In Bradenton, Fla., the owner of the Anna Maria Oyster Bar Landside has two robots that wheel out food to those dining in the restaurant. They are ideal assets for performing a task that people ordinarily perform.
Today, robots can be used in small and medium-sized businesses (SMBs) to perform innumerable tasks from cleaning and sanitizing to sweeping, cutting grass, serving food, fetching parts, and just about anything they can be programmed to do. As service and commercial robots become more affordable, SMBs can now consider different options.
In the case of the Oyster Bar Landside, robots not only help serve customers, but they're also novelties that entertain restuaurant customers. Owner Jim Horne explained to local news that he acquired the first system, Pearl, in December 2021 from Bear Robotics, which was beta-testing the collaborative mobile robot.
Bear Robotics later upgraded the robot to Pearl 2.0, which can drive up a ramp with larger rubberized wheels that can traverse any bumps in its path. It also has a gyroscope tray for stabilization when it carries food.
The robots work with servers, making it easier for them to do things at their stations before the robot brings out the food. Restaurant guests have even asked the robot to pose for pictures, and Horne has sometimes dressed them up in tropical garb such as hula skirts as a fun way of integrating automation into his restaurant.
Fitting the robots to SMB environments
Small and midsize manufacturers and supply chain operations have more opportunities to benefit from robots than restaurants do.
“There are several ways that Mitsubishi Electric Automation helps first-time adopters,” said Patrick Varley, a product marketing manager for mechatronics at Mitsubishi Electric Automation Inc. “In addition to our automation products, including robots, we offer flexible pre-engineered solutions that allow our customers to reduce the time it takes to get a system operational and to reconfigure them, should their business conditions require it.”
“Mitsubishi also works with companies specializing in designing and building systems requiring minimal experience to use and reconfigure,” he explained. “We also offer a pre-paid preventive maintenance program for our robots, including five yearly visits and extending the on-site robot warranty to five years. In addition, we offer several training classes.”
As vision, manipulation, and human-machine interaction technologies advance, robotics can address more applications. Many types of robots are available that aren't cost-prohibitive.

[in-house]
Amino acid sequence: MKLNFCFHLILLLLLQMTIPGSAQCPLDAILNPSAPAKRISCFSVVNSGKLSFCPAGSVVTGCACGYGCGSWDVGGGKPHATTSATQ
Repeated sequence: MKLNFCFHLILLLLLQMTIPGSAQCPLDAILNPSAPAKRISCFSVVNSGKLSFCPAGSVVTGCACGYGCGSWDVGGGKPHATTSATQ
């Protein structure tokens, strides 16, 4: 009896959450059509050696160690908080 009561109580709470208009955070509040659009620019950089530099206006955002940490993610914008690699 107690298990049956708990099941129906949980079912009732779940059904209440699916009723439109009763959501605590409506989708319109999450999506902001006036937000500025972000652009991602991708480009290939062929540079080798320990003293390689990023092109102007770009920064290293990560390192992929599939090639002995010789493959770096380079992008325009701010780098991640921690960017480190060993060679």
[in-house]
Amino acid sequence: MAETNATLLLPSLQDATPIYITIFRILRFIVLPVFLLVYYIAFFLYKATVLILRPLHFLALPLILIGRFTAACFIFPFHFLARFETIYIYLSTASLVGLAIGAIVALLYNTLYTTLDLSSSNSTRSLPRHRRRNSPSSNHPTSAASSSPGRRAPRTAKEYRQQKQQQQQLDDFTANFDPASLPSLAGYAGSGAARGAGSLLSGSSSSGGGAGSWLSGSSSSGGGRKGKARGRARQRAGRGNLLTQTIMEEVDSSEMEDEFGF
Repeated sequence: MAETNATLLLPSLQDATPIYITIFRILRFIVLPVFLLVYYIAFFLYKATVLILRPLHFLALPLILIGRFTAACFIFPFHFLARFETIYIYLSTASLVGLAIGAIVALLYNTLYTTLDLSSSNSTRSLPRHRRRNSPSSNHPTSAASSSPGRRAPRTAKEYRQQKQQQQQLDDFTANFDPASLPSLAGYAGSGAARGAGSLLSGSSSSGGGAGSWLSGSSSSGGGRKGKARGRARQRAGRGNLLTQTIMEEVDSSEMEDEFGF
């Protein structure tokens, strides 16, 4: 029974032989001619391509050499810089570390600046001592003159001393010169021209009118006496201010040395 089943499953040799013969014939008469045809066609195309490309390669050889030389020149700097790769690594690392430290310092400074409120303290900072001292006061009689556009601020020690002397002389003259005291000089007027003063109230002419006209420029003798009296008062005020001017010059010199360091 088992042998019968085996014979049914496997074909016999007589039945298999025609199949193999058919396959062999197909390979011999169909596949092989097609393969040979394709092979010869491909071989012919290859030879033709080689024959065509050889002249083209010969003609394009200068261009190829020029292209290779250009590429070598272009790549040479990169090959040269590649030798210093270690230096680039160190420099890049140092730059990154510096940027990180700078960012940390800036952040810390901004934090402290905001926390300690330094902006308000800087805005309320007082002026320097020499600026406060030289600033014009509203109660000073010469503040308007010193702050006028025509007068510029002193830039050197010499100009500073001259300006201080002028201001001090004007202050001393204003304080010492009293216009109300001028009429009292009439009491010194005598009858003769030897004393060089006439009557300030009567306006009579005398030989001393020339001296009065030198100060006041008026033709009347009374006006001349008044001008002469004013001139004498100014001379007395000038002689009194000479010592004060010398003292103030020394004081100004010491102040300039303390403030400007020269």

Robots can help small and midsize enterprises (SMEs) supplement their labor forces, meet seasonal demands, and perform repetitive or hazardous tasks that a human would ordinarily perform. With robots delivering goods or sanitizing a workspace, human workers can now be deployed to other, more value-added tasks.
“Small/medium businesses typically need more financial and engineering resources to add and maintain automation easily,” noted Varley. “Also, expertise is frequently held by a few key employees with little redundancy. Losing one key person greatly impacts a small/medium business more than a larger one.“
RaaS facilitates adoption
Robotics as a service (RaaS) is a model similar to software as-a-service, whereby an organization subscribes to a service by paying a monthly fee but does not have manage and maintain the assets as it would if it owned them.
With RaaS, robots become an operational expense that is instead paid to someone else, while becoming easier to adopt and scale. This is a useful option for small and midsize businesses, especially as the labor market is strained in many industries.
According to Forrester Research's “Predictions 2023: Automation and Robotics” report, 35% of relevant enterprises plan to integrate physical robotics with mainstream tech. The research firm said that labor shortages are forcing businesses to pursue robot workers to help keep functioning.
Specifically, Forrester predicted that “enterprises that depend on human physical ability will set up robotic centers, explore robots-as-a-service (RaaS) offerings, and begin to blend these specialized technical groups with mainstream technology management.”
Small and midsize businesses outsource the burden
“We are working with some third parties regarding financing, leasing, and RaaS,” noted Varley. “Also, some OEMs we work with offer robotic solutions on a 'pay-per-use' basis. This is calculated either by runtime or products produced. Even though Mitsubishi Electric Automation does not yet offer these services, we work closely with companies that do.”
According to McKinsey & Co., “automation providers that can move toward robotics as a service and act as a single point of contact for maintenance (for both hardware and software) will create a distinctive competitive advantage.”
McKinsey & Co.'s research found that 55% of surveyed industrial players would prefer that a systems integrator act as a single point of contact and provide both hardware and software maintenance.
“By understanding their automation, the end user is in the best position to deal with unexpected issues requiring engineering or programming intervention,” Varley said. “While this requires training and has a learning curve, it ensures that the end user's priorities are the same as those of the person working on the equipment, since they are one and the same.”
“An exception is Mitsubishi Electric Automation's Preventive Maintenance program,” he claimed. “Preventive maintenance for all equipment, not just robots, is essential to keeping the automation in top operating condition. Pre-paid/pre-scheduled preventative maintenance allows the end user to fit this critical task into their schedule because it is frequently overlooked.”
About the Author
Jim Romeo is a freelance writer and contributor to Robotics 24/7 based in Chesapeake, Va.
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